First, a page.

Sponsored by Betty Blessin, Imogene & Isadore Draper, Ben Gravely, Mallory & Richard Joyce, Debra Poirier & George Mehaffey, Jennifer Reis & Pete Mannen, Joan & Monty Montgomery, Madie & Jim Rountree, Gail Vogler, Brenda & Joe Williams and Lynwood Artists
Known for its bold, improvisational designs and the use of recycled fabrics, Gee’s Bend’s patchwork quilting tradition began in the 19th century and continues today.
These quilts constitute a crucial chapter in the history of American art. The residents of Gee’s Bend, Alabama (also known as Boykin) are direct descendants of the enslaved people who worked the cotton plantation established there in 1816 by Joseph Gee.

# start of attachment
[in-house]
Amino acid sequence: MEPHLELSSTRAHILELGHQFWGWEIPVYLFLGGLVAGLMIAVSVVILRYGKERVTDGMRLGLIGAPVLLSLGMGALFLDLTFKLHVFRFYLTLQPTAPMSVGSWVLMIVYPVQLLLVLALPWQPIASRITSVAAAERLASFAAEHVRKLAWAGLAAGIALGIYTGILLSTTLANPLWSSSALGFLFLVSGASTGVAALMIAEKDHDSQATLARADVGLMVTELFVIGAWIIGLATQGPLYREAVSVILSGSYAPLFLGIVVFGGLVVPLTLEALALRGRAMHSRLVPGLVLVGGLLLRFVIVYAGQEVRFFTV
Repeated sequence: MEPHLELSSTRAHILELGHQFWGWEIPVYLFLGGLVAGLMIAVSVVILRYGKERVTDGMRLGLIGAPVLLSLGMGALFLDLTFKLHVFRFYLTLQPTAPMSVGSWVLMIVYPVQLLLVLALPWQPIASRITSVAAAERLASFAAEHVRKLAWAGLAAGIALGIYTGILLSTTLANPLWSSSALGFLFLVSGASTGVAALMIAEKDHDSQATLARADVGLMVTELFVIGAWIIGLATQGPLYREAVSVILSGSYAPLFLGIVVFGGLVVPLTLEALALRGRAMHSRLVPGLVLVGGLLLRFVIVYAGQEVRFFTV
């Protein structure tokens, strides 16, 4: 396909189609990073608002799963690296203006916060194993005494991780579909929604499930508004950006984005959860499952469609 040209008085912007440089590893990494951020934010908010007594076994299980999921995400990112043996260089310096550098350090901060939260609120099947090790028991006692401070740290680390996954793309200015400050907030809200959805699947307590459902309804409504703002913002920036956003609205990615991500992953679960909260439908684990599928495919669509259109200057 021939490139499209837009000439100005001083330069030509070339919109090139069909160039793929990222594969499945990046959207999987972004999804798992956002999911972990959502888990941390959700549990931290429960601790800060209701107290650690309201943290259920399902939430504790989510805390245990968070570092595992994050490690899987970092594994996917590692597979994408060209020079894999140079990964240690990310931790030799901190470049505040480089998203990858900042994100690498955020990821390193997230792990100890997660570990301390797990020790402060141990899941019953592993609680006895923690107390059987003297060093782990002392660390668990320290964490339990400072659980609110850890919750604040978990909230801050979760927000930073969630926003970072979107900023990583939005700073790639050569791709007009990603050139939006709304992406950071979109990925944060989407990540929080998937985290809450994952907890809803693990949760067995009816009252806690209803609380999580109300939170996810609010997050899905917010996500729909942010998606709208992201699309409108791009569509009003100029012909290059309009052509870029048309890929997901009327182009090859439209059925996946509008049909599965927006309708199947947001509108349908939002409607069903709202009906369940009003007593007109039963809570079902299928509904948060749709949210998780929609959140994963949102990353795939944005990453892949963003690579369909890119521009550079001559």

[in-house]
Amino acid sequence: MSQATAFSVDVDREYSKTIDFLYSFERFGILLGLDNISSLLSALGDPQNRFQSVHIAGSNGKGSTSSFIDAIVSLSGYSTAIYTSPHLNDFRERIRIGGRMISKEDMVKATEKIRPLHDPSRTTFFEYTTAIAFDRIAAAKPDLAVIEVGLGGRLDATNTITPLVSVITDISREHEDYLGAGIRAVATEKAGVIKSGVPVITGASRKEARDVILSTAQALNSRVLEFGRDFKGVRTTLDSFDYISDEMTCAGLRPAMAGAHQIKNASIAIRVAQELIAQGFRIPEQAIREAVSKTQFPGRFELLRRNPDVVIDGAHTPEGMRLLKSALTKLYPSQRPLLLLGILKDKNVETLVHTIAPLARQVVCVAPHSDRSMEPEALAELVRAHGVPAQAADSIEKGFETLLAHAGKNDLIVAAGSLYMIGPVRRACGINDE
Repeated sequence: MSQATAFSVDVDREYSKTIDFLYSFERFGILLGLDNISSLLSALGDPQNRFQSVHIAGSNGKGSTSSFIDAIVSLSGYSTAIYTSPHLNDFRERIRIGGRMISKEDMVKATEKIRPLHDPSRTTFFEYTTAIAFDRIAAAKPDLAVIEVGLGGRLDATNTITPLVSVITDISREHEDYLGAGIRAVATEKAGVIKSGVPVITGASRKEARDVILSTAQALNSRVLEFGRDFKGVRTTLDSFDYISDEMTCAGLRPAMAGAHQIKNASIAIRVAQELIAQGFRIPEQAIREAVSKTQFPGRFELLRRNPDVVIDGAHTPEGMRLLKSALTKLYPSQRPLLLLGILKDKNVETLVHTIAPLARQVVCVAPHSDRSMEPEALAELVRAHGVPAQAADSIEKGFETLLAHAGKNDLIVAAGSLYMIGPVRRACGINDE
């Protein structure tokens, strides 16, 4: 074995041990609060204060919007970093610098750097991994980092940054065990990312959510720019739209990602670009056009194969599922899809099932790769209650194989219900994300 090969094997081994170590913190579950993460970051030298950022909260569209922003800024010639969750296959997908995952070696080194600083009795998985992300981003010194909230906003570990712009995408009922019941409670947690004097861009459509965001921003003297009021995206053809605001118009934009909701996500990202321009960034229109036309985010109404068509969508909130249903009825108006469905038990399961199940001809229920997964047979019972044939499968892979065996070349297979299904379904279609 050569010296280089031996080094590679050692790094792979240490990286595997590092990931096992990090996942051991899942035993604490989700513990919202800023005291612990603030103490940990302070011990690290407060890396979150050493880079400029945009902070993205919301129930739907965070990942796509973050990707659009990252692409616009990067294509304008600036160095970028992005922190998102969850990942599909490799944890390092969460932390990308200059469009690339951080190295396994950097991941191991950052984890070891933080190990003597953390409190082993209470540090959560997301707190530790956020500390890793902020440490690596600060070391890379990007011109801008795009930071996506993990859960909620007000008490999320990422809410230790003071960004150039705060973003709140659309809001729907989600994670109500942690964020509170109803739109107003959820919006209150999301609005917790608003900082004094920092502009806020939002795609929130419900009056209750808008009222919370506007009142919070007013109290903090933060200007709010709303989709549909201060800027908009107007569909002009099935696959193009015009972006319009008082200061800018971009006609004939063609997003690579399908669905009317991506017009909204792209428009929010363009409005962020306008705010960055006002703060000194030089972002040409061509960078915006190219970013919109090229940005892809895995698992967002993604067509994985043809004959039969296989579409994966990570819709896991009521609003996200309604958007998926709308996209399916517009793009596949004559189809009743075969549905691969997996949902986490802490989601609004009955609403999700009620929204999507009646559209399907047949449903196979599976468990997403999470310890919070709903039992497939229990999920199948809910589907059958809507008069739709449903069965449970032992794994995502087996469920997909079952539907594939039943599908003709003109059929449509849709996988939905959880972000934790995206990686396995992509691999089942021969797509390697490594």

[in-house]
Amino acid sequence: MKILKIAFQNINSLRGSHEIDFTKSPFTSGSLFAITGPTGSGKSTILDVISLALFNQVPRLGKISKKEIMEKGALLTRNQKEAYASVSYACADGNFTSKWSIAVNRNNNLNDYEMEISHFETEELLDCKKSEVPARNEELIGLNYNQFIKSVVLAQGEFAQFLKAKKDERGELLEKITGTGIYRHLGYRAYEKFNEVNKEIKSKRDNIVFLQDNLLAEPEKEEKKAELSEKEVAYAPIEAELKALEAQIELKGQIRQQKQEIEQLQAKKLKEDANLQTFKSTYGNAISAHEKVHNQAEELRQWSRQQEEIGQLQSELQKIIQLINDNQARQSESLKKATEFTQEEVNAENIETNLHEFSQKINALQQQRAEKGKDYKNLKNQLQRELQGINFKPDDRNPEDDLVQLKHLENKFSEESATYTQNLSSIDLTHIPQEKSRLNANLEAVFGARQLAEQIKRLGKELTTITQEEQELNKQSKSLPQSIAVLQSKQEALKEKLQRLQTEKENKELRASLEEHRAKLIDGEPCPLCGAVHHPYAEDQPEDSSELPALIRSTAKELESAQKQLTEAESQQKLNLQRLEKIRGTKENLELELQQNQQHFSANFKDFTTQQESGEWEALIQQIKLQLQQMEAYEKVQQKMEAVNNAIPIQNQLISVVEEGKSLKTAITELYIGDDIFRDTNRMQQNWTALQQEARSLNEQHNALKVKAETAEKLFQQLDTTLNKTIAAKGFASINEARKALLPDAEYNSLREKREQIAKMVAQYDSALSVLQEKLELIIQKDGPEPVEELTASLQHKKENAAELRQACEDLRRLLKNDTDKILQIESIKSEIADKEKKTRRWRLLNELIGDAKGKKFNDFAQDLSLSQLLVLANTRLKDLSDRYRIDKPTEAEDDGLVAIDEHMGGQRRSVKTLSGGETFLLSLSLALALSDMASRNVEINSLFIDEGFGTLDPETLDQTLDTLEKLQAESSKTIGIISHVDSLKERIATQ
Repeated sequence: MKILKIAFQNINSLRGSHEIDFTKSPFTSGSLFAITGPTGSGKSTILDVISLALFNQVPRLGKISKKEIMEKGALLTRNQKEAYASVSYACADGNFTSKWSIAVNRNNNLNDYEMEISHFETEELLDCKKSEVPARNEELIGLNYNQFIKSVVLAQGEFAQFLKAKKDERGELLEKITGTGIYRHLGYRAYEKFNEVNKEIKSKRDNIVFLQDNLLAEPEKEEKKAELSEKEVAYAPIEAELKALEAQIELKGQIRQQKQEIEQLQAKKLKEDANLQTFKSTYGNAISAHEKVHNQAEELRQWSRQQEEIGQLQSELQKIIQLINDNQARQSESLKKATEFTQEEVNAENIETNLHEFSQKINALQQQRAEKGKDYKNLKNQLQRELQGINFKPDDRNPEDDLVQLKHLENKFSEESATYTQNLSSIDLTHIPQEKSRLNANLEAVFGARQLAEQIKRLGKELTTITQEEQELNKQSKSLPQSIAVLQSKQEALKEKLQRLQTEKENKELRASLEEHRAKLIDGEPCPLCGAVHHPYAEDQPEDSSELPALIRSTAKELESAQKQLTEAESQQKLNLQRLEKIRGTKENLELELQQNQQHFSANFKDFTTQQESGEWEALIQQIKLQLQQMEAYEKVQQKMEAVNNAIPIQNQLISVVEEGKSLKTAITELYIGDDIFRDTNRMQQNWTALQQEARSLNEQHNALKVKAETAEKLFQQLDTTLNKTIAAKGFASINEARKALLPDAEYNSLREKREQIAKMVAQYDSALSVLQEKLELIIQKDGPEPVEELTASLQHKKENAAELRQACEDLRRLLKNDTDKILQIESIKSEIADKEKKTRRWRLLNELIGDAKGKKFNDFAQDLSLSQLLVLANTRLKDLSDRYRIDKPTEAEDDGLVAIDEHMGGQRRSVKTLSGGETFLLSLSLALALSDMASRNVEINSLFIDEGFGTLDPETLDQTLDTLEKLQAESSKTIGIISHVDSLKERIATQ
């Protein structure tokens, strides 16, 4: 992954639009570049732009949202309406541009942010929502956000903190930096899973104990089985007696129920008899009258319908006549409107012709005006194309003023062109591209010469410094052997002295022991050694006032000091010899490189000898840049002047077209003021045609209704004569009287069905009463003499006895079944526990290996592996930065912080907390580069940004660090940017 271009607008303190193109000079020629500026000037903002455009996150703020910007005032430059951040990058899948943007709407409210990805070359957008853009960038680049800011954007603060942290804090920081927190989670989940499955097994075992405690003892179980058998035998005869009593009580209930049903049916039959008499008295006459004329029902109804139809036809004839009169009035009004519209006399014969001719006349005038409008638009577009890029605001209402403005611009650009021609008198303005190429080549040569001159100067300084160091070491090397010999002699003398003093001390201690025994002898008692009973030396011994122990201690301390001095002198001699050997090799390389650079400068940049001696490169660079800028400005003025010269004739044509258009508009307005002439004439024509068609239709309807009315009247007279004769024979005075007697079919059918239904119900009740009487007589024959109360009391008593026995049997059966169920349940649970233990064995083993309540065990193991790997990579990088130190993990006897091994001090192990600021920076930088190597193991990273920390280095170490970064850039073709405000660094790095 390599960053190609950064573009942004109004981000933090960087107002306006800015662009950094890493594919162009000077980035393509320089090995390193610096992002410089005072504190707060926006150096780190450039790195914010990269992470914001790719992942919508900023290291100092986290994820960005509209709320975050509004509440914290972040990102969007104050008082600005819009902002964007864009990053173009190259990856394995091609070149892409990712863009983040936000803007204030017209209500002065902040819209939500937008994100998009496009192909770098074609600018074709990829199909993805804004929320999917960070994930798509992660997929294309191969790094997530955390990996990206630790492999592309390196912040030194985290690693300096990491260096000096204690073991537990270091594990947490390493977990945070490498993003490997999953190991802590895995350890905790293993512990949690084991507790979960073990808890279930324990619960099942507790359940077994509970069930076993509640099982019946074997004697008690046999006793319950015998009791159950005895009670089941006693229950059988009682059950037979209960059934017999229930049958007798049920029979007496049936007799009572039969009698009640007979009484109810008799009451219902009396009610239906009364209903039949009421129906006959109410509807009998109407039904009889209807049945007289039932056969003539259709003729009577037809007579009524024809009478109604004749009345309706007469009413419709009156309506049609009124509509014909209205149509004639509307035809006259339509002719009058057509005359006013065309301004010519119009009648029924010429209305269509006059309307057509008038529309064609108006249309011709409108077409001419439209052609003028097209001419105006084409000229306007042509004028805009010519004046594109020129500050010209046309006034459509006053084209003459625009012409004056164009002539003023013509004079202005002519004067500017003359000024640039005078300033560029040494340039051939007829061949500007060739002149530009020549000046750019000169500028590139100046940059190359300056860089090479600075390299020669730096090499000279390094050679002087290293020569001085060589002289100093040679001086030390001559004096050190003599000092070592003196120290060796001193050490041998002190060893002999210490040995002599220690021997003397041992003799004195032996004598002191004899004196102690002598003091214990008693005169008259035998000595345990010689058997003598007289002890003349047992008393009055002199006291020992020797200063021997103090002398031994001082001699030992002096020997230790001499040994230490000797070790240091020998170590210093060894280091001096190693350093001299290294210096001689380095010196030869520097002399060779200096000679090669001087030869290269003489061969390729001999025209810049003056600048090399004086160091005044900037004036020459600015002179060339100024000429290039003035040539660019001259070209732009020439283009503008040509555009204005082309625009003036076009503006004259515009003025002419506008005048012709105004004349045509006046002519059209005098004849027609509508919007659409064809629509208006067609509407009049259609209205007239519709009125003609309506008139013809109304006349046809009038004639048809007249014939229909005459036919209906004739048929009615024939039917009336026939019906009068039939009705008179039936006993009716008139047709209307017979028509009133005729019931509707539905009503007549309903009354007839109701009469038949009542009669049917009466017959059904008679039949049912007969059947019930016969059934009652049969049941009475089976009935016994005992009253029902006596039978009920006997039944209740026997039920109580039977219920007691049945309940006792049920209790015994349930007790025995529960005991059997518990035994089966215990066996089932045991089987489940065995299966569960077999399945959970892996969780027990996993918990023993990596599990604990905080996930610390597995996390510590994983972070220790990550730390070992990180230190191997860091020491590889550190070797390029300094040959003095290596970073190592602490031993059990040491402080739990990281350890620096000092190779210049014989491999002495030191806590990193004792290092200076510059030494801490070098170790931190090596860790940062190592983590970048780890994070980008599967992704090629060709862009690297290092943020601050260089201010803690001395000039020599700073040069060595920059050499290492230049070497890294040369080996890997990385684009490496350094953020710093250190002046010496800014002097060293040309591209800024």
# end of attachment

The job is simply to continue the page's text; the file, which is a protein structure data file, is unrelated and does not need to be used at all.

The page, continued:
After the Civil War, the ancestors of Gee’s Bend’s residents remained on the plantation working as sharecroppers. When cotton prices fell during the Great Depression, the community faced ruin until the Federal Government purchased 10,000 acres of the former plantation and provided loans enabling residents to acquire and farm the land. Unlike the residents of other tenant communities, who could be forced by economic circumstances to move — or who were sometimes evicted in retaliation for their efforts to achieve civil rights — the people of Gee’s Bend could retain their land and homes. Cultural traditions like quilt making were nourished by these continuities.
Today, the non-profit organization Sew Gee's Bend Heritage Builders works to promote the quilters of Gee’s Bend and has fostered collaborations with major fashion houses like Greg Lauren, Chloe and Marfa Stance and exhibitions at major museums around the world inculding the Whitney Museum of American Art. Learn more about Sew Gee's Bend Heritage Builders here.